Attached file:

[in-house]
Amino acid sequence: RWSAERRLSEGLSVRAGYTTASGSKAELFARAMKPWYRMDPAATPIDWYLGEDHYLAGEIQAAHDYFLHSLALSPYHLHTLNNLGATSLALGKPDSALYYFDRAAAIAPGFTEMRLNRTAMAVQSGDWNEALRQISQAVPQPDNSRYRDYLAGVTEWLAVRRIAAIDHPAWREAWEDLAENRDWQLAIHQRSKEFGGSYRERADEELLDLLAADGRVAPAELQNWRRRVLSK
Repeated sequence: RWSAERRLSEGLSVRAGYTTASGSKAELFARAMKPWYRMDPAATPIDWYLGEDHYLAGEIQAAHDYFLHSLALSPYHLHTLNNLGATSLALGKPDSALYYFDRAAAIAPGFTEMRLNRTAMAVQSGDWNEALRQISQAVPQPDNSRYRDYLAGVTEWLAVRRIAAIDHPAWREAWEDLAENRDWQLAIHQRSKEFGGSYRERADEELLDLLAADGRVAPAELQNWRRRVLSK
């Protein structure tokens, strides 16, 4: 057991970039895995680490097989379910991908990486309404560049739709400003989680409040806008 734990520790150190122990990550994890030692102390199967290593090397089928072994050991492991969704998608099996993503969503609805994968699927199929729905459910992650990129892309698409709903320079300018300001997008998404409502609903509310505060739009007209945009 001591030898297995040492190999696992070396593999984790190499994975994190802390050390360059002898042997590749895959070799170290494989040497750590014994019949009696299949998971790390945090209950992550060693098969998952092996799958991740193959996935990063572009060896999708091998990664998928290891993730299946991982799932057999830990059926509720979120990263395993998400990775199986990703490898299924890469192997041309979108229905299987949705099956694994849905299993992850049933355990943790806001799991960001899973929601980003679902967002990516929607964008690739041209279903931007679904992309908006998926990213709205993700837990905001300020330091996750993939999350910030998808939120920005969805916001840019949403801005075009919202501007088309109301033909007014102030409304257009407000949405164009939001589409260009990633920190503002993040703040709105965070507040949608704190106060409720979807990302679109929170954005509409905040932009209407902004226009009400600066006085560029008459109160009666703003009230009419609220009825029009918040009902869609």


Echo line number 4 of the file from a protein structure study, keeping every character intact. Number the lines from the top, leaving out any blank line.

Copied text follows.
């Protein structure tokens, strides 16, 4: 057991970039895995680490097989379910991908990486309404560049739709400003989680409040806008 734990520790150190122990990550994890030692102390199967290593090397089928072994050991492991969704998608099996993503969503609805994968699927199929729905459910992650990129892309698409709903320079300018300001997008998404409502609903509310505060739009007209945009 001591030898297995040492190999696992070396593999984790190499994975994190802390050390360059002898042997590749895959070799170290494989040497750590014994019949009696299949998971790390945090209950992550060693098969998952092996799958991740193959996935990063572009060896999708091998990664998928290891993730299946991982799932057999830990059926509720979120990263395993998400990775199986990703490898299924890469192997041309979108229905299987949705099956694994849905299993992850049933355990943790806001799991960001899973929601980003679902967002990516929607964008690739041209279903931007679904992309908006998926990213709205993700837990905001300020330091996750993939999350910030998808939120920005969805916001840019949403801005075009919202501007088309109301033909007014102030409304257009407000949405164009939001589409260009990633920190503002993040703040709105965070507040949608704190106060409720979807990302679109929170954005509409905040932009209407902004226009009400600066006085560029008459109160009666703003009230009419609220009825029009918040009902869609």